At 4 seconds before impact, the sound of the “stick shaker” can be heard. This is a device which gives both an aural and physical alert to the pilot that the aircraft is approaching stall speed – too slow to maintain lift and keep flying normally. In commercial aircraft, the “stick” is actually a yoke used by the pilot to adjust wing roll and nose pitch.
“The speed was significantly below 137 knots, and I’m not talking about a few knots,” Hersman said at a briefing Sunday afternoon, noting also that the throttles had been pulled back to idle as the aircraft slowed below the target speed.
At 1.5 seconds before impact, someone in the cockpit called for a “go around” – which means adding power, waving off the approach to landing, and climbing back up to an altitude necessary to fly around for another attempt to land.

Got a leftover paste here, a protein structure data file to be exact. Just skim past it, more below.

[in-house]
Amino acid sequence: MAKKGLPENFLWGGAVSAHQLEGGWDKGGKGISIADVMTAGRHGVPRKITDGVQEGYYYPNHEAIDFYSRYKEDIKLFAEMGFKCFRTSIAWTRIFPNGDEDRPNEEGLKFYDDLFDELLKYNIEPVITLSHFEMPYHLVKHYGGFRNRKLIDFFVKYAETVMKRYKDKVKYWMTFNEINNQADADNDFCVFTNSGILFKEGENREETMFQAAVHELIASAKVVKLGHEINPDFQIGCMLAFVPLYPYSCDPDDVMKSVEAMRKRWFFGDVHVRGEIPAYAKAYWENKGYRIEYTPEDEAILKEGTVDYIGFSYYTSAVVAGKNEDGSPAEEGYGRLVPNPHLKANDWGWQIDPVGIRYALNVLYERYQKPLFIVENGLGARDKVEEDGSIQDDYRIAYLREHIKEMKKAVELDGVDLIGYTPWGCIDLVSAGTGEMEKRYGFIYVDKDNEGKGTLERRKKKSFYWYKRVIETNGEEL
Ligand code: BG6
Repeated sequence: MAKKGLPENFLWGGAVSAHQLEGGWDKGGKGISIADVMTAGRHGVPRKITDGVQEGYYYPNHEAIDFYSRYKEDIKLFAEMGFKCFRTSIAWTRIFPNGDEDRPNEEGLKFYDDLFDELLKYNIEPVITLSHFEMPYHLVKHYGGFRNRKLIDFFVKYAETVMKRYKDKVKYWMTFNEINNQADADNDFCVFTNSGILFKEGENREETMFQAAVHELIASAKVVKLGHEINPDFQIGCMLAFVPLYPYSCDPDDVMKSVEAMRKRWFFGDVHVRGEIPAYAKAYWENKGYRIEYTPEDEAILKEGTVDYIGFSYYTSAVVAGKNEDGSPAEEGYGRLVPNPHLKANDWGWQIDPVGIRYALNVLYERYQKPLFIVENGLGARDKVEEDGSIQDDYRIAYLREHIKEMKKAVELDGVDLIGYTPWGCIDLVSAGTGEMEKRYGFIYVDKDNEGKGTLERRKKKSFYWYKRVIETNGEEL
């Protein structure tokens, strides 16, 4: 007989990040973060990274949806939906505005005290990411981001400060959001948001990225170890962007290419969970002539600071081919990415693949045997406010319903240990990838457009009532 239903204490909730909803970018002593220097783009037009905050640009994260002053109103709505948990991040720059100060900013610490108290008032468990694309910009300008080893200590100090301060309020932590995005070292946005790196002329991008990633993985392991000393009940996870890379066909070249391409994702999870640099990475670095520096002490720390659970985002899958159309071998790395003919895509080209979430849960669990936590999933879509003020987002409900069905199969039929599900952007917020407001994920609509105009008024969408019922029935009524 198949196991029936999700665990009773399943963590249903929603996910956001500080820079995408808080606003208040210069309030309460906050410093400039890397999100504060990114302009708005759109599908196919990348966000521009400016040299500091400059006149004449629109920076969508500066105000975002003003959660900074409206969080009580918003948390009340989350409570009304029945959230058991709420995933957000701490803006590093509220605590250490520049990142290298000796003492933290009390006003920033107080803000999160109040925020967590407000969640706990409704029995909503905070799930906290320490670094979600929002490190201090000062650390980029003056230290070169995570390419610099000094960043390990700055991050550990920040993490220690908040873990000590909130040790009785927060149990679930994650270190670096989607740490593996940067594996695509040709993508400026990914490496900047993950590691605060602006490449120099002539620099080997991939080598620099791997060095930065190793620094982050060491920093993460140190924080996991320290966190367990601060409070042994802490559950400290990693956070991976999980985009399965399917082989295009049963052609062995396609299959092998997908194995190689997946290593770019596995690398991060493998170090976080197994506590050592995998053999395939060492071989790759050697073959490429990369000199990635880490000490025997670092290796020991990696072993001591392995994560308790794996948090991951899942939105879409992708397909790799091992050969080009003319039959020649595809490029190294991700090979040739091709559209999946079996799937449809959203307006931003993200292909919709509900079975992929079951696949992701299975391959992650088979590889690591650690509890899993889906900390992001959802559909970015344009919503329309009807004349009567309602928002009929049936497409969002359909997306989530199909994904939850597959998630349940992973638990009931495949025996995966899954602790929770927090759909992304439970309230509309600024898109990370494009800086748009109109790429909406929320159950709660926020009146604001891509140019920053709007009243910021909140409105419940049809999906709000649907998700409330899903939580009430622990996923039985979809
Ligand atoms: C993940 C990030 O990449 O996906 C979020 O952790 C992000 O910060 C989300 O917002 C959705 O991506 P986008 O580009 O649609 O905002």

The throttles were advanced and the engines responded as they should. But by then it was too late. The Boeing 777’s low altitude and sink rate were such that its tail clipped the seawall off the end of the runway, and the aircraft skidded several hundred yards to a stop as one engine and parts of the wings came off.
Asked if all of this indicated pilot error – particularly since the weather was good and there had been no reported mechanical problems – Hersman declined to answer directly, citing the need to validate the information on the recorders.
“Everything is on the table right now,” she said. “We won’t speculate; we’re just telling you what we know to be true.”
The NTSB team headed by Hersman expects to be on the scene in San Francisco for at least a week, or however long it takes to complete the initial on-scene investigation.